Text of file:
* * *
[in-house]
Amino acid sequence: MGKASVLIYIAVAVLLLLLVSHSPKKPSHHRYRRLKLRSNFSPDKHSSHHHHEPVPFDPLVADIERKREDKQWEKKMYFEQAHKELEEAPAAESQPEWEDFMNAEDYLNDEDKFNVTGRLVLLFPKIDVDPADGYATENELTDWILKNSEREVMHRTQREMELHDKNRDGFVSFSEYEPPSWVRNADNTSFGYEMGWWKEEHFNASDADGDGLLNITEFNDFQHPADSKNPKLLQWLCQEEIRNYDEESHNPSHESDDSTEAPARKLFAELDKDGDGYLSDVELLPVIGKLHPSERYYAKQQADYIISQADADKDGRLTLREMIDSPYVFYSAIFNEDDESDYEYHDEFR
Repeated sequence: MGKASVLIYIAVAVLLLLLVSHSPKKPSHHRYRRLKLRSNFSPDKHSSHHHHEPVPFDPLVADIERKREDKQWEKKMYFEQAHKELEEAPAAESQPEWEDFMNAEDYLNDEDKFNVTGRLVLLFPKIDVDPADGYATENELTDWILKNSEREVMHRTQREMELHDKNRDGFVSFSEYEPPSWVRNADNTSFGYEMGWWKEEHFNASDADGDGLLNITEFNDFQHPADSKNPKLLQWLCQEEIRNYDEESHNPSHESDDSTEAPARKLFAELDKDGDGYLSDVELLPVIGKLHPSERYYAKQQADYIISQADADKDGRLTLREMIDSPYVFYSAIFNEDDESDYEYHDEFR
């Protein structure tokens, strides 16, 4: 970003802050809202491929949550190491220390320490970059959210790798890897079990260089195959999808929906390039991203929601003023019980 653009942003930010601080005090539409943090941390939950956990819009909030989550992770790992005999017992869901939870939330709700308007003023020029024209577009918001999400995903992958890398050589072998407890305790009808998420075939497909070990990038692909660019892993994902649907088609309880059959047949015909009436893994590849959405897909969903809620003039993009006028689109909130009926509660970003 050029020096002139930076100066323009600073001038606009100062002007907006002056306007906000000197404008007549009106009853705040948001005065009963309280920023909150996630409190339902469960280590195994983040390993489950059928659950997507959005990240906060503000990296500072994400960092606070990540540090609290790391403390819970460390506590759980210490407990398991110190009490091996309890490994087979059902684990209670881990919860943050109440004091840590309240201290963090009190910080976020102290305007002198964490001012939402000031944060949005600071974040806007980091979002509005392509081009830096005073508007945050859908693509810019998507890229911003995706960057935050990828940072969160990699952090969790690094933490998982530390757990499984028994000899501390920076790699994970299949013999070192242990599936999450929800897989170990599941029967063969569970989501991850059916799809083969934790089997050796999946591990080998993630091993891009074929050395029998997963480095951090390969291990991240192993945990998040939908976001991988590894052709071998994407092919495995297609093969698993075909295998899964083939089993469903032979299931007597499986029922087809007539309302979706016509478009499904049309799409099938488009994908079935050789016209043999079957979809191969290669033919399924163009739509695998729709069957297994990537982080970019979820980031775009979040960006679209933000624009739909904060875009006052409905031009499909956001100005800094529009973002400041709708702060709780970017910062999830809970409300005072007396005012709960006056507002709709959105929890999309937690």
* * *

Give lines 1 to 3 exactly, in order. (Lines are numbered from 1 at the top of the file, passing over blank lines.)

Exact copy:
[in-house]
Amino acid sequence: MGKASVLIYIAVAVLLLLLVSHSPKKPSHHRYRRLKLRSNFSPDKHSSHHHHEPVPFDPLVADIERKREDKQWEKKMYFEQAHKELEEAPAAESQPEWEDFMNAEDYLNDEDKFNVTGRLVLLFPKIDVDPADGYATENELTDWILKNSEREVMHRTQREMELHDKNRDGFVSFSEYEPPSWVRNADNTSFGYEMGWWKEEHFNASDADGDGLLNITEFNDFQHPADSKNPKLLQWLCQEEIRNYDEESHNPSHESDDSTEAPARKLFAELDKDGDGYLSDVELLPVIGKLHPSERYYAKQQADYIISQADADKDGRLTLREMIDSPYVFYSAIFNEDDESDYEYHDEFR
Repeated sequence: MGKASVLIYIAVAVLLLLLVSHSPKKPSHHRYRRLKLRSNFSPDKHSSHHHHEPVPFDPLVADIERKREDKQWEKKMYFEQAHKELEEAPAAESQPEWEDFMNAEDYLNDEDKFNVTGRLVLLFPKIDVDPADGYATENELTDWILKNSEREVMHRTQREMELHDKNRDGFVSFSEYEPPSWVRNADNTSFGYEMGWWKEEHFNASDADGDGLLNITEFNDFQHPADSKNPKLLQWLCQEEIRNYDEESHNPSHESDDSTEAPARKLFAELDKDGDGYLSDVELLPVIGKLHPSERYYAKQQADYIISQADADKDGRLTLREMIDSPYVFYSAIFNEDDESDYEYHDEFR